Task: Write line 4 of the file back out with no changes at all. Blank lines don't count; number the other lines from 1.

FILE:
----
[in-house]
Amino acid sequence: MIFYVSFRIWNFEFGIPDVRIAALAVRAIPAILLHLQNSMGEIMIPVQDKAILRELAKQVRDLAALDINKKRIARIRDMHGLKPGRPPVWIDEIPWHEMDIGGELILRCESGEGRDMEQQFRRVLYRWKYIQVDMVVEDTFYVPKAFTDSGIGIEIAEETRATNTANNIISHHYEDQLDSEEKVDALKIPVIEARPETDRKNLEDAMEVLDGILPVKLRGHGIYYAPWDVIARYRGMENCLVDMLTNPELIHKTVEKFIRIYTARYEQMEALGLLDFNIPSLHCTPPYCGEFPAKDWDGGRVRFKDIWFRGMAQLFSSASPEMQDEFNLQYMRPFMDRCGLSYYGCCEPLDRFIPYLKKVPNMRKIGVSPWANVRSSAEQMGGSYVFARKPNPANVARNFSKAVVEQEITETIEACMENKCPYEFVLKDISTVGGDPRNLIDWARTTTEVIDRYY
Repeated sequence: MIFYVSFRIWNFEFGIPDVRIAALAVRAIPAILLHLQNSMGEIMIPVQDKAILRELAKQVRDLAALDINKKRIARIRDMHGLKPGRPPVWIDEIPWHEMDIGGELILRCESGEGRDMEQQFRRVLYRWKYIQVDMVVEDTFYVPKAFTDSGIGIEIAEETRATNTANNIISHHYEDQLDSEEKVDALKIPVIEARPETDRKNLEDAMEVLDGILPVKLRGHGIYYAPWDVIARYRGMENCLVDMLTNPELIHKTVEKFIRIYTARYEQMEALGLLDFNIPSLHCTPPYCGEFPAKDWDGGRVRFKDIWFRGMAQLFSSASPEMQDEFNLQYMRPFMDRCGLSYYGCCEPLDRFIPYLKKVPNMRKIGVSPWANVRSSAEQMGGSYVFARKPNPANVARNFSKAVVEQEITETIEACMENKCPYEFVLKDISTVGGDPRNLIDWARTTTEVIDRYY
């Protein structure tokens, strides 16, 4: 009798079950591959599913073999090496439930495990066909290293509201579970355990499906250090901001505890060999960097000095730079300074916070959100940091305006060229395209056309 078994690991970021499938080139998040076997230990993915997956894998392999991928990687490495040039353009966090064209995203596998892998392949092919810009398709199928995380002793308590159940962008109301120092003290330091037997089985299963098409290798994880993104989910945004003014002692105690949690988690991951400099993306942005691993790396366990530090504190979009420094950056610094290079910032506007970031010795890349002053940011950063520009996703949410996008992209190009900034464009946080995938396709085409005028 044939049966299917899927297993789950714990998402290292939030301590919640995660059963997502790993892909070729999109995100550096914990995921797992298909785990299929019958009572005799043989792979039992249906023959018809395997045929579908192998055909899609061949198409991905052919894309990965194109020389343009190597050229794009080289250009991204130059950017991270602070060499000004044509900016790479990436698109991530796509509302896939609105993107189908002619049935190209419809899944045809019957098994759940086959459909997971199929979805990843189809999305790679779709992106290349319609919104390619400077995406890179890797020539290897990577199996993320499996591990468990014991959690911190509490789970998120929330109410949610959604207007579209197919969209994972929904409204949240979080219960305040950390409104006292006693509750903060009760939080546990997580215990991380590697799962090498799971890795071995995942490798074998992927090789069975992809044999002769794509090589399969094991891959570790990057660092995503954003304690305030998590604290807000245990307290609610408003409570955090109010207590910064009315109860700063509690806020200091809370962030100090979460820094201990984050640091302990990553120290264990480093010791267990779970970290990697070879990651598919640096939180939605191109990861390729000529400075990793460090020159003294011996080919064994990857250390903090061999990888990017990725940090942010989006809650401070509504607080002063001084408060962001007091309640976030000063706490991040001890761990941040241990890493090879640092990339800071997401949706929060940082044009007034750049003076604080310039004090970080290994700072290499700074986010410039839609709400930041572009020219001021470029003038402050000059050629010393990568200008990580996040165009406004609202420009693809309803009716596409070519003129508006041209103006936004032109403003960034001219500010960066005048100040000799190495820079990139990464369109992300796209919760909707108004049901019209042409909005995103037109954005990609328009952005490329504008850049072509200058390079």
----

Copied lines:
């Protein structure tokens, strides 16, 4: 009798079950591959599913073999090496439930495990066909290293509201579970355990499906250090901001505890060999960097000095730079300074916070959100940091305006060229395209056309 078994690991970021499938080139998040076997230990993915997956894998392999991928990687490495040039353009966090064209995203596998892998392949092919810009398709199928995380002793308590159940962008109301120092003290330091037997089985299963098409290798994880993104989910945004003014002692105690949690988690991951400099993306942005691993790396366990530090504190979009420094950056610094290079910032506007970031010795890349002053940011950063520009996703949410996008992209190009900034464009946080995938396709085409005028 044939049966299917899927297993789950714990998402290292939030301590919640995660059963997502790993892909070729999109995100550096914990995921797992298909785990299929019958009572005799043989792979039992249906023959018809395997045929579908192998055909899609061949198409991905052919894309990965194109020389343009190597050229794009080289250009991204130059950017991270602070060499000004044509900016790479990436698109991530796509509302896939609105993107189908002619049935190209419809899944045809019957098994759940086959459909997971199929979805990843189809999305790679779709992106290349319609919104390619400077995406890179890797020539290897990577199996993320499996591990468990014991959690911190509490789970998120929330109410949610959604207007579209197919969209994972929904409204949240979080219960305040950390409104006292006693509750903060009760939080546990997580215990991380590697799962090498799971890795071995995942490798074998992927090789069975992809044999002769794509090589399969094991891959570790990057660092995503954003304690305030998590604290807000245990307290609610408003409570955090109010207590910064009315109860700063509690806020200091809370962030100090979460820094201990984050640091302990990553120290264990480093010791267990779970970290990697070879990651598919640096939180939605191109990861390729000529400075990793460090020159003294011996080919064994990857250390903090061999990888990017990725940090942010989006809650401070509504607080002063001084408060962001007091309640976030000063706490991040001890761990941040241990890493090879640092990339800071997401949706929060940082044009007034750049003076604080310039004090970080290994700072290499700074986010410039839609709400930041572009020219001021470029003038402050000059050629010393990568200008990580996040165009406004609202420009693809309803009716596409070519003129508006041209103006936004032109403003960034001219500010960066005048100040000799190495820079990139990464369109992300796209919760909707108004049901019209042409909005995103037109954005990609328009952005490329504008850049072509200058390079």